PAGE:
The most significant question for me today has nothing to do with who won the election or what will happen on the American scene now. The most significant question for me is, what will we do as a church? We are fortunate to live in the US, but American politics is not our final goal toward which we are working. What can be said about a vitriolic election in which Catholics fought against Catholics – in which Catholics came down very keenly split across political parties?
I have been so sad (perhaps even distraught) about the ways in which I have seen the church divided against itself this election season. That only harms us – because when we are divided, we cannot very well witness Christ to other people.
What is worse: I do not think the situation will be much changed in 2014 or 2016. Yet I think Catholics – on both sides of the political aisle – do, in fact, have enough in common to come together (we’re the Body of Christ, after all) and be – not a Republican or Democratic voice – but a fully Catholic voice, one capable of witnessing the Gospel. I offer here five thoughts for going forward:
1. To be baptized is to be Catholic enough. In this election, we lined up and chose sides, based on American ideologies and not Catholic doctrine. In public discourse, it seemed we were either FOR the “Nuns on the Bus” or FOR the “bishops”. We began election arguments by deciding that “those” people are not the truly pure Catholics, and therefore we don’t have to listen to their arguments. But an inextricable part of Catholic doctrine is this: if we are baptized we are part of Christ. We may still be mistaken, we may still sin, but we cannot simply dismiss each other. And at the least, the virtue of humility would suggest that we ought to wonder if some part of what my brother or sister in Christ is telling me is an appropriate chastisement of my own soul. Listen up! We don’t want to go down the Donatist road of thinking that there are groups of pure Christians.
2. Libertarianism looms as the new Communism of the twenty-first century. It is the new great ideological opponent of Christianity, alongside the closely related cousin of moral relativism. I see trends in both the major parties that suggest a wholesale focus on individual autonomy and freedom of choice from both the government and society in general. These libertarian impulses take on different foci (abortion, economic policy, etc). But no matter where the focus begins, the architecture of the argument itself makes it very, very easy to capitulate to all kinds of evils – even coming from “the other side”. Individual choice and conscience are important – but taken to extreme, a focus on individual choice means that I can always dismiss my neighbors’ concerns because “they made their own choices and have to deal with the consequences”.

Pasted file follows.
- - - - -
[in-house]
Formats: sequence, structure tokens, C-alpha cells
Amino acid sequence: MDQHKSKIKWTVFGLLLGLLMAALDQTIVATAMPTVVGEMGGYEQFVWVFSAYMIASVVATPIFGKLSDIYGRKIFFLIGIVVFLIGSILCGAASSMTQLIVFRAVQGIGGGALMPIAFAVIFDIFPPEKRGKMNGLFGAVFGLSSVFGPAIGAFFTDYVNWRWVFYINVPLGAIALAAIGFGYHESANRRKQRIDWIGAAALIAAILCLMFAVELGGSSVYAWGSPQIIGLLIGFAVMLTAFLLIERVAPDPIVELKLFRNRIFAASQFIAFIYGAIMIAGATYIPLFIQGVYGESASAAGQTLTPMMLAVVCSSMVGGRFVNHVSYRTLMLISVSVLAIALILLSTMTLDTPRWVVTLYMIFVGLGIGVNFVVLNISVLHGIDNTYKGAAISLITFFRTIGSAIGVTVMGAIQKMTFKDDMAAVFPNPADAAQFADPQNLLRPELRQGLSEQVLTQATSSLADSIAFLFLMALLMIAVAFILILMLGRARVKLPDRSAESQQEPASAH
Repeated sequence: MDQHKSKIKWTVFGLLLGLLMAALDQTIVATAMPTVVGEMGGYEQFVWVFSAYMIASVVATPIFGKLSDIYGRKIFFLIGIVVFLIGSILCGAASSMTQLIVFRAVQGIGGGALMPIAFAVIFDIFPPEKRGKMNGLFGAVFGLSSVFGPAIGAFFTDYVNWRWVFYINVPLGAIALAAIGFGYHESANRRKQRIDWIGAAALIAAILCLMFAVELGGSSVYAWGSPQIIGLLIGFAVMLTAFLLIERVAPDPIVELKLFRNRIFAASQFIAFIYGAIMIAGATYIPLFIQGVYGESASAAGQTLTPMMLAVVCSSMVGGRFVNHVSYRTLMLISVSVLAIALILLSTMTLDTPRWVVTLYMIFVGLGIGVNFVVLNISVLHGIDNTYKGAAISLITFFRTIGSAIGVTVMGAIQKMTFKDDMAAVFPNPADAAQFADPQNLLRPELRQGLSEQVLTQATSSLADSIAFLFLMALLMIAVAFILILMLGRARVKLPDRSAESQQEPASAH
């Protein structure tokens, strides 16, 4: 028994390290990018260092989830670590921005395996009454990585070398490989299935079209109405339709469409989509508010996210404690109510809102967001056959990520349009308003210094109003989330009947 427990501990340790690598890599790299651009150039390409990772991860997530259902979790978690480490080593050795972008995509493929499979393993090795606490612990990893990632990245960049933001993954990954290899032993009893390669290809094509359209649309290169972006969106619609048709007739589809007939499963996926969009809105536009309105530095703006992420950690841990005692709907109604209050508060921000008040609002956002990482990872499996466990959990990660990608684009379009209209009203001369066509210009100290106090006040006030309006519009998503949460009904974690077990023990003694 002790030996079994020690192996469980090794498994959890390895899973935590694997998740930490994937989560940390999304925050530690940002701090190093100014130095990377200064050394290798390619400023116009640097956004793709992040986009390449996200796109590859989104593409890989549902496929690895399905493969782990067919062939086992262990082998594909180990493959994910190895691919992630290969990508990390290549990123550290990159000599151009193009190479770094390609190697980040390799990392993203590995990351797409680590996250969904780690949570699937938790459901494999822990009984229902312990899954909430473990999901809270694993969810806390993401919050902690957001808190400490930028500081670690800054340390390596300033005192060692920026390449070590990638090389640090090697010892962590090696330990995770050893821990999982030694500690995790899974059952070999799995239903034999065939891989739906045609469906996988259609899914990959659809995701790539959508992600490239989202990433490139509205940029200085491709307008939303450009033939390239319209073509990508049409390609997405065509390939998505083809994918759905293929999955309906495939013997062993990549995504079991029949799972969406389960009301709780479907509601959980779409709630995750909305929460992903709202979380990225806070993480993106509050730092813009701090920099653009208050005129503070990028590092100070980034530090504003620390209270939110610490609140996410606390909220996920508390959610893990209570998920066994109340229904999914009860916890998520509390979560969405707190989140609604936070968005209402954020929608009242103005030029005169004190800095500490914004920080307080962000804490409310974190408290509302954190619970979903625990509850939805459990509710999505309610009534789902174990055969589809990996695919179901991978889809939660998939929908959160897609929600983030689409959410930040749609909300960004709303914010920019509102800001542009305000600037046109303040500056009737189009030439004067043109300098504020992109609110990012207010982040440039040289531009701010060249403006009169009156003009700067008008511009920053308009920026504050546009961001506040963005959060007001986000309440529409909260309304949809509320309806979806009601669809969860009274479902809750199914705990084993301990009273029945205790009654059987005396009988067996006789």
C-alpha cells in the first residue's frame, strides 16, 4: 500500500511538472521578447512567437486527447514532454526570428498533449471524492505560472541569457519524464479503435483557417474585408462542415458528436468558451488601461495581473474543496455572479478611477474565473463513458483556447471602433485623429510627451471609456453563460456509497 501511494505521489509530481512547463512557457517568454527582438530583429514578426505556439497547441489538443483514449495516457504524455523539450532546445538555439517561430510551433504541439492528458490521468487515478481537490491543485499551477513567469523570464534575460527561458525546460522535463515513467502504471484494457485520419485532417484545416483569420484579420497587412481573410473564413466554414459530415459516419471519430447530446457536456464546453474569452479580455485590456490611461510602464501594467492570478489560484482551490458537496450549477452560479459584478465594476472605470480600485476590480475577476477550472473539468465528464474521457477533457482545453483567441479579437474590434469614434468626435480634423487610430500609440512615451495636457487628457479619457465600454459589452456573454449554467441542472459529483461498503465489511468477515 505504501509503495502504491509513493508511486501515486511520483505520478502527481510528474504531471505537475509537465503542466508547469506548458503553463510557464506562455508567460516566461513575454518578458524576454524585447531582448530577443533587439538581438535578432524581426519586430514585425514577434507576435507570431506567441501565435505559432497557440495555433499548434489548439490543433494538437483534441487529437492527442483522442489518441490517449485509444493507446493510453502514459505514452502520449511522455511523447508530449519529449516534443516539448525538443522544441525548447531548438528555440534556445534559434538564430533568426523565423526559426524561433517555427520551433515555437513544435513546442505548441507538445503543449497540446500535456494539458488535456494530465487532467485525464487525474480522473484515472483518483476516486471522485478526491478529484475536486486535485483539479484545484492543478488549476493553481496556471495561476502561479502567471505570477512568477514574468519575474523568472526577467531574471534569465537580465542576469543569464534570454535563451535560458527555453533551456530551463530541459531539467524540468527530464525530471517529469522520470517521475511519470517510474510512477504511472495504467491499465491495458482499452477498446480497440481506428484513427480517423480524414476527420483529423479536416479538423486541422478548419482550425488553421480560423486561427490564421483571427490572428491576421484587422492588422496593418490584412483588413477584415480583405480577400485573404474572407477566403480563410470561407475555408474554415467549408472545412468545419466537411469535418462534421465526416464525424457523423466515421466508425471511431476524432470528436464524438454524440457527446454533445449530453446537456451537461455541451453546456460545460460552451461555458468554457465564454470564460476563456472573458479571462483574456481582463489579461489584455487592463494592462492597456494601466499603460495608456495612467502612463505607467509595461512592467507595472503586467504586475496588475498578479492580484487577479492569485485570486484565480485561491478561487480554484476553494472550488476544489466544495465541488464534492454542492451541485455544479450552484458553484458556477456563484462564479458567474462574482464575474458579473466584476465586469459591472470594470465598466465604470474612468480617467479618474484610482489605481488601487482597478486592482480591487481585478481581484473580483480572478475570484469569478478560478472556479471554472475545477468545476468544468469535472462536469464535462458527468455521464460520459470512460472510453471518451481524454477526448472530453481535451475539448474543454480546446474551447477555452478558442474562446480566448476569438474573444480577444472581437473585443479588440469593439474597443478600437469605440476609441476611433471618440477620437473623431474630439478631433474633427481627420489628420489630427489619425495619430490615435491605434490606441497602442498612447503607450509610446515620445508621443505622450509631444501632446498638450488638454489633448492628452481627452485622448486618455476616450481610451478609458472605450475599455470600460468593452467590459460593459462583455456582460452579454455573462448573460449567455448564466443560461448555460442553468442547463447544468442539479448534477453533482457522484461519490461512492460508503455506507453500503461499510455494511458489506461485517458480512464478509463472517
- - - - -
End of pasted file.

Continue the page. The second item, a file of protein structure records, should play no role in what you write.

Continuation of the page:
3. Don’t underestimate the concern for the “least of these” in teachings against abortion. Abortion is a litmus test precisely because it is concern for the smallest among us, for the “least among” us, who have the least power. The teaching against abortion comes, in no small part, from the same teaching that guides Catholic thought about economics and politics. Which is to say: the case against abortion cannot be made in isolation of the fullness of Catholic teaching, including social teaching. I think that when we treat abortion as an isolated issue, we’re only hurting ourselves.
4. But likewise, don’t underestimate the power of “the option for the poor.” One of the most appealing and yet difficult Gospel texts is where Jesus baldly says: “Go and sell all you have, and give it to the poor; then come and follow me.” But it has been so central to Christian witness in the past 2000 years and it remains one of the key aspects of Church teaching that Catholics hold dearly (it’s a close second to the resurrection according a 2011 NCR survey). In an era where income disparity is high and the Bush tax cuts of 2001 and 2003 patently did NOT lead to a rise in middle class incomes, and in an era where unemployment is still high and people often have neighbors who are on the brink, if they themselves are not, Jesus’ discussion of poverty especially comes to the forefront.
I think Right and Left have much to say to each other on how best to care for the poor… but I also think that the Right’s argument very much got submerged by abortion and religious freedom – without also showing how all of those are intertwined. And the Catholic Left often treated poverty as a standalone issue, which means it functioned like abortion as a galvanizing issue. The result is that we Catholics were too willing to separate pieces of Catholic teaching and those teachings got snapped up as soundbites for political parties. But it didn’t do the Church any bit of good.
5. Don’t underestimate the power of evil. I am very worried about the ways that (from both the left and the right), we have often carelessly thrown around terms from Catholic tradition like “conscience” and “intrinsic evil” and “prudential judgement” and “solidarity” and “subsidiarity”. Our uses of these terms have enabled each “side” to give themselves carte blanche on supporting political parties that hold explicit and implicit positions that are gravely (if not intrinsically) evil – things like torture and acts of aggression and abortion and racist policies.
Not to get too maudlin, but we are the Church. Do we believe enough in Christ, our Head, to come together – or will we continue to be disparate voices blowing with the political winds of American culture?